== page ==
May 15, 2021
Seven Japanese Books About Mental Health and Wellbeing
For Mental Health Awareness Month
If you haven’t felt it yourself, evidence shows that the coronavirus pandemic is making the state of mental health around the world more treacherous than ever before. In Japan, suicides sharply rose in the second half of 2020. Nearly 10% of America’s youth have severe major depression. In the UK, nearly one in five working women suffer from mental health problems.
As a result, in the U.S. and UK, mental health help books like “The Subtle Art of Not Giving a F*ck” and “The Body Keeps the Score” have sold millions of copies in recent times.
Similar mental health self-help books are no less widespread in Japan. Artist and suicide hotline operator Kyohei Sakaguchi’s “Make Your Own Medicine” and recently-published “Depression University” have captivated Japanese audiences with a practical, lifestyle based approach to bettering one’s mental health. Japan’s roster of superb literary fiction also offers a fruitful and nuanced place to engage with complicated issues of mental health, wellbeing, trauma and inner struggle.
Troubled protagonists are as old as the “Tale of Genji” in Japanese literature. And even before the modern discourse around mental health took root, Japanese authors wrote stories that have investigated mental health, struggle and healing.
These seven Japanese books — three nonfiction and four fiction — are worthwhile reads for anyone looking to broaden their understanding of mental health in Japan or to deepen their engagement with the complexities of mental health. Perfect reads for Mental Health Awareness Month and starting conversations about mental health in Japan.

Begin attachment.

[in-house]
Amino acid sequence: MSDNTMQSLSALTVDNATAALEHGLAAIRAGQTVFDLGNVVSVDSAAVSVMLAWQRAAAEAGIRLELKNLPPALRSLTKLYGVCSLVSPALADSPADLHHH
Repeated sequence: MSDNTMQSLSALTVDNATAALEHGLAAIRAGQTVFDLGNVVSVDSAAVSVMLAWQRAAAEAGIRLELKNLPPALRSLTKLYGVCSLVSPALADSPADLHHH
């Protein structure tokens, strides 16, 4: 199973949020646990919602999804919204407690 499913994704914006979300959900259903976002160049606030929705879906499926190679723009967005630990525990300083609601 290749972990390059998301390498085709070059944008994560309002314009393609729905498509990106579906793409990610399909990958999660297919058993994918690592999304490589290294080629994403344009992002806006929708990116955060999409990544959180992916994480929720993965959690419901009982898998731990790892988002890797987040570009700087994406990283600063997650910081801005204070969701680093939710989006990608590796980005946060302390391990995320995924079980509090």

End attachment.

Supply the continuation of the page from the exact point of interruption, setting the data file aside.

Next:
Nonfiction books for an intellectual approach
A number of groundbreaking scholarly works on the unique challenges and circumstances of mental health in Japan have been published in the last 10-15 years. The largest and most comprehensive is “Mental Health Care in Japan,” edited by Ruth Taplin and Sandra Lawman.
This tome details the disastrous state of mental health care in Japan—and underscores some of the reasons why mental health has become a major issue in recent years. There is a “megadose” culture, where patients are sedated with large doses of psychiatric drugs, partially due to understaffing, and partially due to the profits it can generate for the prescribing doctors. There is a strong stigma attached to mental illness that discourages people from reaching out for help. Long campaigns of activism by medical professionals and the media have made some progress shifting this narrative, but experts stated that no fundamental changes have been made to Japan’s mental health care in 50 years.
“Depression in Japan” by Junko Kitanaka explores some of the more subtle discourses and trends that have led to the current state of suicide and depression in Japan. It examines how depression entered the national conversation, its shift from focusing on individual suffering to social forces such as overwork, and how this discussion has paid greater attention to men than women.